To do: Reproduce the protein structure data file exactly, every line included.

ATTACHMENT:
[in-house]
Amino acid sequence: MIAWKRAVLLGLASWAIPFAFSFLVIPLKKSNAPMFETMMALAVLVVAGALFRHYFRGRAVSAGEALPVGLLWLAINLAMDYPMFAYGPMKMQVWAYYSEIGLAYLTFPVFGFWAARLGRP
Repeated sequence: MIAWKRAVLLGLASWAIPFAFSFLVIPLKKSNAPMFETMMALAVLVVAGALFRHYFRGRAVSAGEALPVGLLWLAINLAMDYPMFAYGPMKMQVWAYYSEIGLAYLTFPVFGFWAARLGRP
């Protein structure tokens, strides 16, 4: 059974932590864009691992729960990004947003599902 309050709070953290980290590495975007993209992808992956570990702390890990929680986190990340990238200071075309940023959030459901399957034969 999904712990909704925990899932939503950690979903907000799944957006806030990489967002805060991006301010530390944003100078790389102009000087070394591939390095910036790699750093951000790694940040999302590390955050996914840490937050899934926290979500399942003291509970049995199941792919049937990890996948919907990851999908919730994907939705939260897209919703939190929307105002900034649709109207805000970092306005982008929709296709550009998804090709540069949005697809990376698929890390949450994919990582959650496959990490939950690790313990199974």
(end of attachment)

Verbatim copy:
[in-house]
Amino acid sequence: MIAWKRAVLLGLASWAIPFAFSFLVIPLKKSNAPMFETMMALAVLVVAGALFRHYFRGRAVSAGEALPVGLLWLAINLAMDYPMFAYGPMKMQVWAYYSEIGLAYLTFPVFGFWAARLGRP
Repeated sequence: MIAWKRAVLLGLASWAIPFAFSFLVIPLKKSNAPMFETMMALAVLVVAGALFRHYFRGRAVSAGEALPVGLLWLAINLAMDYPMFAYGPMKMQVWAYYSEIGLAYLTFPVFGFWAARLGRP
């Protein structure tokens, strides 16, 4: 059974932590864009691992729960990004947003599902 309050709070953290980290590495975007993209992808992956570990702390890990929680986190990340990238200071075309940023959030459901399957034969 999904712990909704925990899932939503950690979903907000799944957006806030990489967002805060991006301010530390944003100078790389102009000087070394591939390095910036790699750093951000790694940040999302590390955050996914840490937050899934926290979500399942003291509970049995199941792919049937990890996948919907990851999908919730994907939705939260897209919703939190929307105002900034649709109207805000970092306005982008929709296709550009998804090709540069949005697809990376698929890390949450994919990582959650496959990490939950690790313990199974």